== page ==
Saturday, April 24, 2010

Dieting Without Deprivation

As I indicated in the previous post on cardio, I am not an advocate of extreme low calorie diets. But the sad fact is, if you're a fairly lean 115 pounds and trying to even leaner, it's highly likely that you'll have to limit your calorie intake to somewhere between 1200 and 1500 calories per day on average even if you're quite active.

That's not a lot of calories. Occasional--or more than occasional--hunger is just about a given when you're eating this little, and hunger pangs are not much fun. Cravings too can be a problem, since when you're eating very little you really need to make sure that just about everything that goes into your mouth is on the nutritional A-list if you want to stay as healthy and keep having decent workouts. When all of a sudden you can't have that single piece of bacon from your partner's plate or that late-night-straight-from-the-carton spoonful of peanut butter cup ice cream, it can make dieting an agony.

Or not, depending on your frame of mind.

I have two main mental strategies for keeping myself on track. The first is to remind myself over and over again that I am not some sort of uniquely unfortunate, metabolically-cursed individual who has to work much harder than others to get that last bit of undesired body fat off. Losing the last few pounds is hard for everyone, and in fact I probably have an easier time of it than most women my age so really I have absolutely no business feeling sorry for myself. I'm just doing what needs to be done, nothing more or less.

The second is to cultivate a sense of abundance by trying nutritious new foods and preparation methods. Instead of thinking about the delicious foods that for now I can't have, I try to focus on all the yummy ones I can, and all the different ways I can serve them. I would honestly rather have a Cajun-spiced oven-baked sweet potato stick than a fast-food French fry. (Of course that probably makes me a weirdo, but nevermind.) Sushi is off limits for now because of the white rice, but I can still have sashimi at my favorite Japanese restaurant, or seared ahi tuna on a bed of greens with wasabi vinaigrette. I can have all kinds of vinegars and spices and mustards so my food is as flavorful as I like (which is very.) I can have most vegetables and quite a few fruits--apples, berries, melon, grapefruit, apricots, peaches and anything else that's lower on the glycemic index. I can have nuts and nut butters in moderation although most of my fat needs to come from fish oil and flaxseed. I can have poultry, fish, even red meat if I want it (which I never do but that's just me). For now low-fat dairy products are okay although I might need to reassess if the fat stops coming off. I can have oatmeal and brown rice and beans and winter squashes of all kinds, and I can have sweet potatoes and yams. I can broil and bake and roast and grill and saute and steam ... and I do :) I love to cook and that definitely helps because I don't mind putting in the preparation time. Chopping vegetables can be very meditative, at least until the chef's knife gets too close to your fingertips.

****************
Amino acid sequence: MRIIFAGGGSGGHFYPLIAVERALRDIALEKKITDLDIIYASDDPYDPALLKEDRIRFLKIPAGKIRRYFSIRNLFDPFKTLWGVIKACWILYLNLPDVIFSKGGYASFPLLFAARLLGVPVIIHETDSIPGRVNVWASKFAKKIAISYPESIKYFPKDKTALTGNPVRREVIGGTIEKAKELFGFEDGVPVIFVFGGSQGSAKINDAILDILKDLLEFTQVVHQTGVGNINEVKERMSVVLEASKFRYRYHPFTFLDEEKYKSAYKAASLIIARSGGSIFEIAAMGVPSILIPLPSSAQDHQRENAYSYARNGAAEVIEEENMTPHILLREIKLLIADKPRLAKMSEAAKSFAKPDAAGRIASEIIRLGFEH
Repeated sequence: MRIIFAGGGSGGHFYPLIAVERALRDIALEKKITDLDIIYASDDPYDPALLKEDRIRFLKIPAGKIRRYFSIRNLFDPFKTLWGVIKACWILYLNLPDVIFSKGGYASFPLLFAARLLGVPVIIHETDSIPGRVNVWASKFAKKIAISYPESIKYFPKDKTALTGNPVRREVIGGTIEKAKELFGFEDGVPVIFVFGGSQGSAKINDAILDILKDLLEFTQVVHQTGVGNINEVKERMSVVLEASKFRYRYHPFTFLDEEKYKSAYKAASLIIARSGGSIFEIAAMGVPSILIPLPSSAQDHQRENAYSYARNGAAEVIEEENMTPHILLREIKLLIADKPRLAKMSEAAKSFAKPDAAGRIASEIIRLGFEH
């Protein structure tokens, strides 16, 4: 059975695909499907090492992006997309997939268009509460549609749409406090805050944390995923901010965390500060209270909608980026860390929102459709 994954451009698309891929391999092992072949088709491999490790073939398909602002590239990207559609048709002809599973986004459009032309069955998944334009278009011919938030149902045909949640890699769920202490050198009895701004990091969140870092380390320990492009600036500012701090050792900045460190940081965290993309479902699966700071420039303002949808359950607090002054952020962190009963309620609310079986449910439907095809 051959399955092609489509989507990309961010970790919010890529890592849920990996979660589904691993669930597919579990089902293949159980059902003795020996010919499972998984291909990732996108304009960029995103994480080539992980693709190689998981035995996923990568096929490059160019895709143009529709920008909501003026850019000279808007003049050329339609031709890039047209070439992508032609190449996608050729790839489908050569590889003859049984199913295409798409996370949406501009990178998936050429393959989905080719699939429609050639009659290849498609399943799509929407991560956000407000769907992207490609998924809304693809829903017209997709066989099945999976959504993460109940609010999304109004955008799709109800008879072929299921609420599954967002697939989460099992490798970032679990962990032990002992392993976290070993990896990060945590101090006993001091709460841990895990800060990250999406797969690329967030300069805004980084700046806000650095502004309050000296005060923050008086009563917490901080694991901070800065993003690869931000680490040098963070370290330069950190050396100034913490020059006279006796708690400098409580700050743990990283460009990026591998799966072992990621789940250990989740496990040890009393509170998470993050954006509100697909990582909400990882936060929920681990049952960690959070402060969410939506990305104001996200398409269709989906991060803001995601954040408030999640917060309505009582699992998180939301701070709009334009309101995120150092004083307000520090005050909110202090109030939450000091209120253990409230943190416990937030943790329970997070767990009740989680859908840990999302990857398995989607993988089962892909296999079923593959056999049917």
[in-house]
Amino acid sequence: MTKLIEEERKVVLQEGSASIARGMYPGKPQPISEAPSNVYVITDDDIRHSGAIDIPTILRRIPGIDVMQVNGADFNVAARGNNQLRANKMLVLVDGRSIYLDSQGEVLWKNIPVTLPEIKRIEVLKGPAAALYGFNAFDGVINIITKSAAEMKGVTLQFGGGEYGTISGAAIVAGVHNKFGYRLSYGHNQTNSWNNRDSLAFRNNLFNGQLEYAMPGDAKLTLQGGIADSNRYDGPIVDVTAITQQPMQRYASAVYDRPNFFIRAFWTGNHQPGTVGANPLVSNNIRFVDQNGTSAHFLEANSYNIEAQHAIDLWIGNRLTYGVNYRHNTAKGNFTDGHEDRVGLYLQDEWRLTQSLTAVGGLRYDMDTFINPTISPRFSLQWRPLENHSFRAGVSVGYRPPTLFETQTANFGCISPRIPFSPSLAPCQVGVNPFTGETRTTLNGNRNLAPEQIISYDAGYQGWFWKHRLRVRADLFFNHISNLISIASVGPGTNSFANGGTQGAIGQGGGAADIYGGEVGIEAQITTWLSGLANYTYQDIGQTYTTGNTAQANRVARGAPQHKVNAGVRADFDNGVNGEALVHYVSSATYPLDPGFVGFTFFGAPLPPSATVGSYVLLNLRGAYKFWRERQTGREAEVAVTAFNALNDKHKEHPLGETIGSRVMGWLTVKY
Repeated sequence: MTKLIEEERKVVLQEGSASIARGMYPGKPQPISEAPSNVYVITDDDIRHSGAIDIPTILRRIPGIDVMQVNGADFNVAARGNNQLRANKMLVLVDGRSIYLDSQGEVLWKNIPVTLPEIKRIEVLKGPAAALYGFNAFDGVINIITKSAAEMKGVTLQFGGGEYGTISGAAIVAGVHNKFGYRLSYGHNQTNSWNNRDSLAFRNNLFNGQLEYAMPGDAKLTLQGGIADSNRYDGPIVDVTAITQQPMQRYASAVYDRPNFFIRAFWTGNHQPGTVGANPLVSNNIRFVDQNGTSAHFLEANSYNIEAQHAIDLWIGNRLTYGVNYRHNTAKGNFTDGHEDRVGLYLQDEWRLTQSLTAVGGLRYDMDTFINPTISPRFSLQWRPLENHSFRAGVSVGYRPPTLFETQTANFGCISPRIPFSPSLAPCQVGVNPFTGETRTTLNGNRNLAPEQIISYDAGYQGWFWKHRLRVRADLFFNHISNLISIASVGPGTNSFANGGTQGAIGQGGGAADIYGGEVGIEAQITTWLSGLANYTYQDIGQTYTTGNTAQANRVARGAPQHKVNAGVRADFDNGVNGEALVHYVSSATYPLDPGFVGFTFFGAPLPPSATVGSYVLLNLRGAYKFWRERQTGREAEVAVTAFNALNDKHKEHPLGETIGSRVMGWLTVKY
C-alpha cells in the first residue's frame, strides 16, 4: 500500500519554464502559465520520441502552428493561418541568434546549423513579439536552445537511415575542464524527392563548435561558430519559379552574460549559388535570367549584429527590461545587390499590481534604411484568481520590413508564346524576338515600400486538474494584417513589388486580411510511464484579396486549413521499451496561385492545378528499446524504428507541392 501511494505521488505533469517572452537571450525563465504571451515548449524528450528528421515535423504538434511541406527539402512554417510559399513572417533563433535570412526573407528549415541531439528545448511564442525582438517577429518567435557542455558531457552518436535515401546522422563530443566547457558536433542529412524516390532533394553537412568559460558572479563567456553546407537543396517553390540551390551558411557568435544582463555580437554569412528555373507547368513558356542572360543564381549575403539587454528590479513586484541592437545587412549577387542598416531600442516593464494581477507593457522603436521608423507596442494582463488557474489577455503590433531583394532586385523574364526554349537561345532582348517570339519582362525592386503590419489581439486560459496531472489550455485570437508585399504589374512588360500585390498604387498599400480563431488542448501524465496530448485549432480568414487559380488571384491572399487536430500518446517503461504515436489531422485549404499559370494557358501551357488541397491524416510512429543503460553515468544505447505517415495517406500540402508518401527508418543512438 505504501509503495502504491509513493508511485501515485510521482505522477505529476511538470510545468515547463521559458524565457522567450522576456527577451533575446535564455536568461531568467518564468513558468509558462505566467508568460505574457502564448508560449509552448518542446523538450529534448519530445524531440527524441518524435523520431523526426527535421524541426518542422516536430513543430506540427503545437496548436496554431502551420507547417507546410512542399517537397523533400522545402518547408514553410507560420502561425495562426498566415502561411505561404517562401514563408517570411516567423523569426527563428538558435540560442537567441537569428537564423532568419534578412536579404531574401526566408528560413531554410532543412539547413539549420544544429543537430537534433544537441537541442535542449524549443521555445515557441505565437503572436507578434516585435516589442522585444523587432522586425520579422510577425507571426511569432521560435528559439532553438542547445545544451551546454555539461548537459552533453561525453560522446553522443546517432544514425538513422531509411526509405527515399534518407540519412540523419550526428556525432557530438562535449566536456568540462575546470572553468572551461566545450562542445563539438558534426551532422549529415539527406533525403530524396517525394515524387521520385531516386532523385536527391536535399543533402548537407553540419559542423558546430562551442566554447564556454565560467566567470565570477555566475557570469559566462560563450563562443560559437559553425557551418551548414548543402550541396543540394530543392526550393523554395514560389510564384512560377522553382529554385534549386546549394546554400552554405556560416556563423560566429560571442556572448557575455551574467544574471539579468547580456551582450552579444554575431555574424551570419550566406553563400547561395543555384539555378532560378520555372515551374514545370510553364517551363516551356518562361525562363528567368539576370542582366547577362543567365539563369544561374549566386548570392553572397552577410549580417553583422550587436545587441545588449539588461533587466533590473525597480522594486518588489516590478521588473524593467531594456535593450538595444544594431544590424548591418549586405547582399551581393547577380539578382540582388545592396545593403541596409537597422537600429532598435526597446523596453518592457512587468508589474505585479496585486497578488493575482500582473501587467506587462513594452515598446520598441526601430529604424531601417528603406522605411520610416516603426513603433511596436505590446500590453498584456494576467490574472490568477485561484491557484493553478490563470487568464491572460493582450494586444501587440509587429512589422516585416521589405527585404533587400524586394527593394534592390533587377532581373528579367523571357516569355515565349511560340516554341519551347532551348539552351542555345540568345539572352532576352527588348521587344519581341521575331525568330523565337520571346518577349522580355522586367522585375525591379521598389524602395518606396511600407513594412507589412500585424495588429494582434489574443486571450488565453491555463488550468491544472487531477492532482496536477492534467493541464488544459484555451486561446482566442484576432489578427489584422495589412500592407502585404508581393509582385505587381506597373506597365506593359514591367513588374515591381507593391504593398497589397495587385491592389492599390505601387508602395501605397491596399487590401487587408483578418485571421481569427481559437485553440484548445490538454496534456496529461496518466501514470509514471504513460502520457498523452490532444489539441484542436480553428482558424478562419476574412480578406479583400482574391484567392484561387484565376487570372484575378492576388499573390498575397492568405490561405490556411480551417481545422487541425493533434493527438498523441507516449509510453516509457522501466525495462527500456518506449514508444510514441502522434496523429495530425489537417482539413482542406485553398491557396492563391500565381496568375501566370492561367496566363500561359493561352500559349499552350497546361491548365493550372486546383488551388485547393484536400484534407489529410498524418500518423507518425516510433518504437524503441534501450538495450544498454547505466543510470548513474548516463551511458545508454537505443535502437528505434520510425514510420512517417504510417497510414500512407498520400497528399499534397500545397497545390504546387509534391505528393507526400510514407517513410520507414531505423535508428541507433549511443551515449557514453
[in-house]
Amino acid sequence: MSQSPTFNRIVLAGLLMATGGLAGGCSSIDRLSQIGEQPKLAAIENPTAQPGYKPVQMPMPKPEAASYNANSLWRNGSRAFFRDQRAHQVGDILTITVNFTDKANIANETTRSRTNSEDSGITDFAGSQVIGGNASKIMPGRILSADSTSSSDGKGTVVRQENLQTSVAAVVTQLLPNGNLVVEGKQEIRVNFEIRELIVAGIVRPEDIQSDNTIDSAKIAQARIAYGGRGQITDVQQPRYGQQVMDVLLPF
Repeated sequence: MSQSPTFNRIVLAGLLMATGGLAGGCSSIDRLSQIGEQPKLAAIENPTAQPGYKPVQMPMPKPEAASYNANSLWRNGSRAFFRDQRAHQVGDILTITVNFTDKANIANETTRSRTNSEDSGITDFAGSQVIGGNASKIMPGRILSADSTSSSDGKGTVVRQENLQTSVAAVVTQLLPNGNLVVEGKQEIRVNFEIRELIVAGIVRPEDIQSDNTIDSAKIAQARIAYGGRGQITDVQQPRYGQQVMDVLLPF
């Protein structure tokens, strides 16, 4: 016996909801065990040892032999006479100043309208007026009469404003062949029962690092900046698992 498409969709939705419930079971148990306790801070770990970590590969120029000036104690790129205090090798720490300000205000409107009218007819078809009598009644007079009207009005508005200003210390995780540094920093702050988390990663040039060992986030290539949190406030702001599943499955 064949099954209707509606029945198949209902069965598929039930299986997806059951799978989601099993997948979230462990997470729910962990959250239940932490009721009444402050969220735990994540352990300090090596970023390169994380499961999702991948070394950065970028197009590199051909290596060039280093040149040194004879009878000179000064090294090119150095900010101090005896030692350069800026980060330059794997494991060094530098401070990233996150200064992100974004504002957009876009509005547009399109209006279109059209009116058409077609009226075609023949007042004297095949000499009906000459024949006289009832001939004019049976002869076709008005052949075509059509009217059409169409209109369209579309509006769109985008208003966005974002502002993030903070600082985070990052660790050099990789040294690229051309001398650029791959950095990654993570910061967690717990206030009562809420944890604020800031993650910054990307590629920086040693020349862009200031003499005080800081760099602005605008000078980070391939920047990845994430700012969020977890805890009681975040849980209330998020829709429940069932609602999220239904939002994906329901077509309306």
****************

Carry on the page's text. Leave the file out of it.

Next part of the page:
It's all a question of how you look at it.